On one level, every liberal wants to applaud the banning of a barbaric custom. But, in this instance, he is conflicted. A white-skinned man in a stiff military uniform is telling a brown-skinned man, whose country has been occupied, what to do. So he feels it would somehow be wrong to applaud wholeheartedly.
The tendency to what Orwell called masochism is the perversion of a healthy Anglosphere characteristic, namely fair-mindedness. We like to think, we English-speaking peoples, that we are tolerant, that we look at things from other people’s point of view. It is not hard to see how this trait can be exaggerated to the point where it becomes, if not exactly self-hatred, certainly a form of cultural relativism in which the unique achievements of Anglosphere civilization are devalued.
The tendency has existed ever since the Anglosphere countries rose to global dominance. In their 1885 operetta The Mikado, Gilbert and Sullivan mocked “The idiot who praises, with enthusiastic tone,/ All centuries but this and every country but his own.” Until the second half of the twentieth century, though, cultural relativism was largely confined to university campuses and small circles of intellectuals. Even those most determined to see the other point of view, to find fault in their own civilization, generally had to admit that the Anglosphere was a freer, fairer, and more progressive society than, say, Stalinist Russia or Republican China or Imperial Ethiopia.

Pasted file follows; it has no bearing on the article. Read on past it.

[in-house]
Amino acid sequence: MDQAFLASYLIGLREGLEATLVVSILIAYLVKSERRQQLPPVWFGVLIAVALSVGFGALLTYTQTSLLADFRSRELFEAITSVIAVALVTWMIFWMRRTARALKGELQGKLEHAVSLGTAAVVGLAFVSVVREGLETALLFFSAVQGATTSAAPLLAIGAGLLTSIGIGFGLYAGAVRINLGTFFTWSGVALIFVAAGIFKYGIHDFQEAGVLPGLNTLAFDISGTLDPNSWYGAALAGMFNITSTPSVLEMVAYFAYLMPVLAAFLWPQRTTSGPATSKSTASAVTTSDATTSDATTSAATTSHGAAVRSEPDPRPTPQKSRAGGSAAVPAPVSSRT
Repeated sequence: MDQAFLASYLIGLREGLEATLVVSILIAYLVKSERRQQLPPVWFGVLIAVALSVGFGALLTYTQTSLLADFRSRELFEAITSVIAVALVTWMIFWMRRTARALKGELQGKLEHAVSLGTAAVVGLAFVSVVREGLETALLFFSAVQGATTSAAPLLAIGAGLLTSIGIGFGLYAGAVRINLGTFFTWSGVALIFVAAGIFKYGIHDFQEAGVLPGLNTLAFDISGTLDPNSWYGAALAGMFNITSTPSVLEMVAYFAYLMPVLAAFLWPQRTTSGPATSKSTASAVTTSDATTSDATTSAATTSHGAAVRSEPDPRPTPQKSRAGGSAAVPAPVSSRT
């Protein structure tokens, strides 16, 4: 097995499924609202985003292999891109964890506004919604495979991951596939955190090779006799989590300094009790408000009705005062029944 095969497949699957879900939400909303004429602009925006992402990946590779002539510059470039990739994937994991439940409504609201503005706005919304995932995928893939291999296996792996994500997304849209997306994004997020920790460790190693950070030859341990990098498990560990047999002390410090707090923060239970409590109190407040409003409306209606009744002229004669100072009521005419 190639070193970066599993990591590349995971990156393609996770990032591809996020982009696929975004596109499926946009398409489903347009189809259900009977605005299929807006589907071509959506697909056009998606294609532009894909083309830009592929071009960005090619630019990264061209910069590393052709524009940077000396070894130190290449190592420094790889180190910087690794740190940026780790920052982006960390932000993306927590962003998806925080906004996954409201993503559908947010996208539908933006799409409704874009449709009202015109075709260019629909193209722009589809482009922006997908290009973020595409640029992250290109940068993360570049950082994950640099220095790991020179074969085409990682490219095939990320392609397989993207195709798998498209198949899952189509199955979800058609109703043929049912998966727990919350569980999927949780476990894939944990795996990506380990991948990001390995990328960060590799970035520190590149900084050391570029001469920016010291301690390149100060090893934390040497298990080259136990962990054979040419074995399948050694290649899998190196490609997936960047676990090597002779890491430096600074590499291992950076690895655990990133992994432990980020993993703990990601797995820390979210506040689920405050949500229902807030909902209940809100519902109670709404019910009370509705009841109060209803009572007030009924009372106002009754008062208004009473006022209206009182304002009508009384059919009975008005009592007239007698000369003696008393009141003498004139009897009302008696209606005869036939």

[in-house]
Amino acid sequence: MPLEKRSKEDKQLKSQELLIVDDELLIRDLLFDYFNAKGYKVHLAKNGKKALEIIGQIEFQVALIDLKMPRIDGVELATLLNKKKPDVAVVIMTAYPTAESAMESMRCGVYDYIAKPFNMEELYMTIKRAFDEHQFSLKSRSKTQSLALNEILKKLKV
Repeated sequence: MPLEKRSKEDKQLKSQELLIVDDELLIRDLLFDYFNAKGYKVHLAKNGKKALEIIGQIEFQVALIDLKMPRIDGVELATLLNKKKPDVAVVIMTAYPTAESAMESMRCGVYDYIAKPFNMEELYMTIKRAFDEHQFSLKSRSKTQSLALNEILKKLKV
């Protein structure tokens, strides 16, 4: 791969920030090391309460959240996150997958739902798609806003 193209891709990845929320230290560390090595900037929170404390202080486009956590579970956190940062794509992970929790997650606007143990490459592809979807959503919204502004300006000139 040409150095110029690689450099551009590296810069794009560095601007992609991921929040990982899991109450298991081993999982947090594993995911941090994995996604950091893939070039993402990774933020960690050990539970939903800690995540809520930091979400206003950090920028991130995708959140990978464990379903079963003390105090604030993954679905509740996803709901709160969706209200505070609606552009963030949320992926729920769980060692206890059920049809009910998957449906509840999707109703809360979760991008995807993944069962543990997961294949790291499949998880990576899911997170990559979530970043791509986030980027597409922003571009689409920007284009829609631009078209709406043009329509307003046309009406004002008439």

Still, ideas have consequences. The students of the relativist academics became schoolteachers. Their pupils ended up imbibing a version of the doctrine. It is now quite normal, in English-speaking societies, to approach our history with guilt rather than pride. It won’t quite do to say that we have done away with moral judgment. But, absurdly, we judge the deeds of the English-speaking peoples according to contemporary Leftist nostrums rather than by the standards of their times.
I have just one question for those who throw the misdeeds of our ancestors at us, who prate unceasingly about the transatlantic slave trade and the repression of the Mau Mau and the valuation of slaves at three-fifths of a human being and all the rest. Who, at the time, had evolved a freer, fairer, or happier form of administration? Against which contemporary civilization is the Anglosphere judged and found wanting? I am still waiting for a good answer.
This article originally appeared in The New Criterion, Volume 32 January 2014, on page 29